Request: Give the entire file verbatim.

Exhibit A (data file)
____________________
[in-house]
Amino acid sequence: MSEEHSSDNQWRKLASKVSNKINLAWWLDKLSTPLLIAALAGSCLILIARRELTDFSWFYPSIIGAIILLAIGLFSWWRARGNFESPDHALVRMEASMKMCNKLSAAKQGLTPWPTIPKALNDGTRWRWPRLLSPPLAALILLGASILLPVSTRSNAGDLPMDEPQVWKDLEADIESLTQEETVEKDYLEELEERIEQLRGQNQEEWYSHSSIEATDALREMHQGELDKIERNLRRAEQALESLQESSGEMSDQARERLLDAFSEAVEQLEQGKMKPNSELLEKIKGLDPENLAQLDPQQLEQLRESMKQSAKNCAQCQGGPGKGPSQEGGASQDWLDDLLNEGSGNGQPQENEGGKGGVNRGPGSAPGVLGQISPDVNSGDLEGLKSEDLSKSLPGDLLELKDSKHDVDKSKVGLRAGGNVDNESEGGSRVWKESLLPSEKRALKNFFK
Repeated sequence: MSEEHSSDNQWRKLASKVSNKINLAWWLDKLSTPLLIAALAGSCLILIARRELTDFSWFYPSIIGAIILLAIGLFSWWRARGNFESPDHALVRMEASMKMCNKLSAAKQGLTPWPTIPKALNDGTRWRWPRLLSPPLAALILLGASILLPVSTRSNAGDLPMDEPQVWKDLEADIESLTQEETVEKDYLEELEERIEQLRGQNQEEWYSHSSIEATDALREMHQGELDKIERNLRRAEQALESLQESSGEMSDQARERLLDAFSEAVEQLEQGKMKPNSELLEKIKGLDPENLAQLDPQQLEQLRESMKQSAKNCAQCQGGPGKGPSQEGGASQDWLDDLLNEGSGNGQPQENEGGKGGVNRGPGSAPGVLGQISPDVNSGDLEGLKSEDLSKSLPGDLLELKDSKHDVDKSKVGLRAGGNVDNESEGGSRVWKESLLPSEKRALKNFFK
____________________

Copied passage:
[in-house]
Amino acid sequence: MSEEHSSDNQWRKLASKVSNKINLAWWLDKLSTPLLIAALAGSCLILIARRELTDFSWFYPSIIGAIILLAIGLFSWWRARGNFESPDHALVRMEASMKMCNKLSAAKQGLTPWPTIPKALNDGTRWRWPRLLSPPLAALILLGASILLPVSTRSNAGDLPMDEPQVWKDLEADIESLTQEETVEKDYLEELEERIEQLRGQNQEEWYSHSSIEATDALREMHQGELDKIERNLRRAEQALESLQESSGEMSDQARERLLDAFSEAVEQLEQGKMKPNSELLEKIKGLDPENLAQLDPQQLEQLRESMKQSAKNCAQCQGGPGKGPSQEGGASQDWLDDLLNEGSGNGQPQENEGGKGGVNRGPGSAPGVLGQISPDVNSGDLEGLKSEDLSKSLPGDLLELKDSKHDVDKSKVGLRAGGNVDNESEGGSRVWKESLLPSEKRALKNFFK
Repeated sequence: MSEEHSSDNQWRKLASKVSNKINLAWWLDKLSTPLLIAALAGSCLILIARRELTDFSWFYPSIIGAIILLAIGLFSWWRARGNFESPDHALVRMEASMKMCNKLSAAKQGLTPWPTIPKALNDGTRWRWPRLLSPPLAALILLGASILLPVSTRSNAGDLPMDEPQVWKDLEADIESLTQEETVEKDYLEELEERIEQLRGQNQEEWYSHSSIEATDALREMHQGELDKIERNLRRAEQALESLQESSGEMSDQARERLLDAFSEAVEQLEQGKMKPNSELLEKIKGLDPENLAQLDPQQLEQLRESMKQSAKNCAQCQGGPGKGPSQEGGASQDWLDDLLNEGSGNGQPQENEGGKGGVNRGPGSAPGVLGQISPDVNSGDLEGLKSEDLSKSLPGDLLELKDSKHDVDKSKVGLRAGGNVDNESEGGSRVWKESLLPSEKRALKNFFK